When And Why You Might Need An Antibiotic For A Cold
Daniel More, MD, is a board-certified allergist and clinical immunologist with a background in internal medicine.
Steve Prezant / Getty
Any given adult will get a cold at least a couple of times a yearusually in the fall and winter. Kids can get many colds, maybe even half a dozen or more a year. When you get a cold, also known as an upper respiratory tract infection, should you visit your healthcare provider and get antibiotics?
The truth is, antibiotics for respiratory infections arent going to make you feel better sooner, and they might even leave you with side effects that make you feel worse.
Colds are known medically as upper respiratory tract infections because theyre usually limited to the upper half of your respiratory systemthe nose, sinuses, upper throat, larynx, and pharynx. These infections dont, for example, include infections that affect your lungs, like pneumonia.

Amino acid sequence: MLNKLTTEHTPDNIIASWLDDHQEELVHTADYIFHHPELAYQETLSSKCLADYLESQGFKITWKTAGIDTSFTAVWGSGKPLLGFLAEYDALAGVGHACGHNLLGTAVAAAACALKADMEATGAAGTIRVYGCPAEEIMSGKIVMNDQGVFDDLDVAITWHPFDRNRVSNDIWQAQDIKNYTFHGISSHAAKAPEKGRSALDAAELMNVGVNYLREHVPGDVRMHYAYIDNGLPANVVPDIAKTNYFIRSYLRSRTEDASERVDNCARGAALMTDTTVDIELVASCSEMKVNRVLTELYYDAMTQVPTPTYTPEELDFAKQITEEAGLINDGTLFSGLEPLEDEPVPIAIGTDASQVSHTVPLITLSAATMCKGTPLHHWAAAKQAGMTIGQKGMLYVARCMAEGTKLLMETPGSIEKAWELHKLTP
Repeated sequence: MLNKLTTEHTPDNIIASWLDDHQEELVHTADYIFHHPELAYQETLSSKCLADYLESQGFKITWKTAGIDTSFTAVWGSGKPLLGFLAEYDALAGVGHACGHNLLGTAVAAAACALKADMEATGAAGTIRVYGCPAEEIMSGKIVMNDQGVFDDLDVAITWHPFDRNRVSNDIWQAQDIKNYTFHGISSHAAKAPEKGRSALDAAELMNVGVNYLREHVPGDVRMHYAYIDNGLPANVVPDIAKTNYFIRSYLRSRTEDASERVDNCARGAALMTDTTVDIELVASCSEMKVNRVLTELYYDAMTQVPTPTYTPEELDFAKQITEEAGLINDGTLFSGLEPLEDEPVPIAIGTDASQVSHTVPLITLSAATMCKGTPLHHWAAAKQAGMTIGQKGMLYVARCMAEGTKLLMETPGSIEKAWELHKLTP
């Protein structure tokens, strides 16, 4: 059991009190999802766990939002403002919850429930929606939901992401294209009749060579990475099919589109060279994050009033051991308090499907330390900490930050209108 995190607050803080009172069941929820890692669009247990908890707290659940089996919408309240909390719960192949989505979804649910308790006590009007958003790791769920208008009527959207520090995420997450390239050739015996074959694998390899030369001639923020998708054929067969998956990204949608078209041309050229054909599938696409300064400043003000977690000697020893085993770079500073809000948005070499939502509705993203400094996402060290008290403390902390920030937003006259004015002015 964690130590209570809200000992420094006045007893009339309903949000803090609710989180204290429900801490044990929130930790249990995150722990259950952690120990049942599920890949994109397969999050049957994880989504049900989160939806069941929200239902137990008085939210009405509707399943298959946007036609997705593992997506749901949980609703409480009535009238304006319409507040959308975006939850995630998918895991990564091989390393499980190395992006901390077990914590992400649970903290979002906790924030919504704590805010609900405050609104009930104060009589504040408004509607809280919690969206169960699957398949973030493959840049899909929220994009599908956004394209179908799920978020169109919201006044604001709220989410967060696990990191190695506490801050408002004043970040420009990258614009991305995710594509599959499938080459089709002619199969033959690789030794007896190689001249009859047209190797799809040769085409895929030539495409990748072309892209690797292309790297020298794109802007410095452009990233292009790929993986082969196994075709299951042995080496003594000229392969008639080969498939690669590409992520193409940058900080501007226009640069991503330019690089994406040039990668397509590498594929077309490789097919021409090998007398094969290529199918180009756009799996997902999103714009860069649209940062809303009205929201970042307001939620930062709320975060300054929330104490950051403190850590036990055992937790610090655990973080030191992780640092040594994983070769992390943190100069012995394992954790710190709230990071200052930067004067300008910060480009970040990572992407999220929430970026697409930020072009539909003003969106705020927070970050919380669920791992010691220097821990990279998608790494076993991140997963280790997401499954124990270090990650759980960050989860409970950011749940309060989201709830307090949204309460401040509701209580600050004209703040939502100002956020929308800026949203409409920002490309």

Upper respiratory tract infections are usually caused by viruses, like rhinovirus, coronavirus, or influenza, though rarely they are caused by bacteria. Bacteria that infect the upper respiratory tract are most often S. pyogenes , or sometimes H influenzae.
Due to the development and routine administration of the H. influenzae vaccine over the past 30 years, the incidence of this infection has dropped substantially.
Antibiotics may be prescribed in a few different situations:
Names Of Common Antibiotics